(ii) Non-Duty Loss Violation. An amount ranging from a minimum of 50 percent of the dutiable value to a maximum of 80 percent of the dutiable value of the merchandise. A penalty disposition greater than 80 percent of the dutiable value may be imposed in a case involving an egregious violation, or a public health and safety violation, or due to the presence of aggravating factors, but the amount may not exceed the domestic value of the merchandise.
(b) Grossly Negligent Violation. Penalty dispositions for a grossly negligent violation shall be calculated as follows:
(i) Duty Loss Violation. An amount ranging from a minimum of 2.5 times the total loss of duty to a maximum of 4 times the total loss of duty—but in any such case, the amount may not exceed the domestic value of the merchandise.
(ii) Non-Duty Loss Violation. An amount ranging from a minimum of 25 percent of the dutiable value to a maximum of 40 percent of the dutiable value of the merchandise—but in any such case, the amount may not exceed the domestic value of the merchandise.
(c) Negligent Violation. Penalty dispositions for a negligent violation shall be calculated as follows:
(i) Duty Loss Violation. An amount ranging from a minimum of 0.5 times the total loss of duty to a maximum of 2 times the total loss of duty but, in any such case, the amount may not exceed the domestic value of the merchandise.
(ii) Non-Duty Loss Violation. An amount ranging from a minimum of 5 percent of the dutiable value to a maximum of 20 percent of the dutiable value of the merchandise, but, in any such case, the amount may not exceed the domestic value of the merchandise.
(d) Authority to Cancel Claim. Upon issuance of a penalty notice, Customs has set forth its formal monetary penalty claim. Except as provided in 19 CFR part 171, in those section 592 cases within the administrative jurisdiction of the concerned Customs field office, the appropriate Customs field officer will cancel any such formal claim whenever it is determined that an essential element of the alleged violation is not established by the agency record, including pre-penalty and penalty responses provided by the alleged violator. Except as provided in 19 CFR part 171, in those section 592 cases within Customs Headquarters jurisdiction, the appropriate Customs field officer will cancel any such formal claim whenever it is determined that an essential element of the alleged violation is not established by the agency record, and such cancellation action precedes the date of the Customs field officer's receipt of the alleged violator's petition responding to the penalty notice. On and after the date of Customs receipt of the petition responding to the penalty notice, jurisdiction over the action rests with Customs Headquarters including the authority to cancel the claim.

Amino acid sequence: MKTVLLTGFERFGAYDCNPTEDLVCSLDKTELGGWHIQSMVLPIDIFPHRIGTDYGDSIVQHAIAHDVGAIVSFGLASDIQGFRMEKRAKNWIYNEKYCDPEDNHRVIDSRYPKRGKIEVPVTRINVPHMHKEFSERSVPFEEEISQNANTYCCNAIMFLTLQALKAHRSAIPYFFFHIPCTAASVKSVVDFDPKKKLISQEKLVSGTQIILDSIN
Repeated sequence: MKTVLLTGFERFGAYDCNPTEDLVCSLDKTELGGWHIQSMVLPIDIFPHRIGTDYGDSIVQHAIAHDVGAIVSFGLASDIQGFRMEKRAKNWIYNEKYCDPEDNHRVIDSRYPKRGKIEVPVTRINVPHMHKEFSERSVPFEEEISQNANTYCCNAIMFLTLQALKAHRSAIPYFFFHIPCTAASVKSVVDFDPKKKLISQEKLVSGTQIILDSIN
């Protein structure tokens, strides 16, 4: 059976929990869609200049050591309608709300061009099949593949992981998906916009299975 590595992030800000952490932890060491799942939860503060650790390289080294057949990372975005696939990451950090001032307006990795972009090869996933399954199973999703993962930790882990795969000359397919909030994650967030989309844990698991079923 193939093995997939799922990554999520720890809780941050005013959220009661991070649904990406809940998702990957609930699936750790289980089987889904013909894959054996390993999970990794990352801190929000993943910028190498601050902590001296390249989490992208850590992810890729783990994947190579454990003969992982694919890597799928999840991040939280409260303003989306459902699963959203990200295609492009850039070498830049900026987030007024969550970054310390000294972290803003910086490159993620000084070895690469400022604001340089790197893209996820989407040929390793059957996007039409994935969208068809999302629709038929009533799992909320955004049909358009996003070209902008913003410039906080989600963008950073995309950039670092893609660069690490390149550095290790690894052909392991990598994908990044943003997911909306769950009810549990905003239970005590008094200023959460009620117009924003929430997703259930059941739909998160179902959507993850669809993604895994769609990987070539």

(e) Remission of Claim. If the Customs field officer believes that a claim for monetary penalty should be remitted for a reason not set forth in these guidelines, the Customs field officer should first seek approval from the Chief, Penalties Branch, Customs Service Headquarters.
(f) Prior Disclosure Dispositions. It is the policy of the Department of the Treasury and the Customs Service to encourage the submission of valid prior disclosures that comport with the laws, regulations, and policies governing this provision of section 592. Customs will determine the validity of the prior disclosure including whether or not the prior disclosure sets forth all the required elements of a violation of section 592. A valid prior disclosure warrants the imposition of the reduced Customs civil penalties set forth below:
(1) Fraudulent Violation.
(a) Duty Loss Violation. The claim for monetary penalty shall be equal to 100 percent of the total loss of duty (i.e., actual potential) resulting from the violation. No mitigation will be afforded.
(b) Non-Duty Loss Violation. The claim for monetary penalty shall be equal to 10 percent of the dutiable value of the merchandise in question. No mitigation will be afforded.
(2) Gross Negligence and Negligence Violation.
(a) Duty Loss Violation. The claim for monetary penalty shall be equal to the interest on the actual loss of duty computed from the date of liquidation to the date of the party's tender of the actual loss of duty resulting from the violation. Customs notes that there is no monetary penalty in these cases if the duty loss is potential in nature. Absent extraordinary circumstances, no mitigation will be afforded.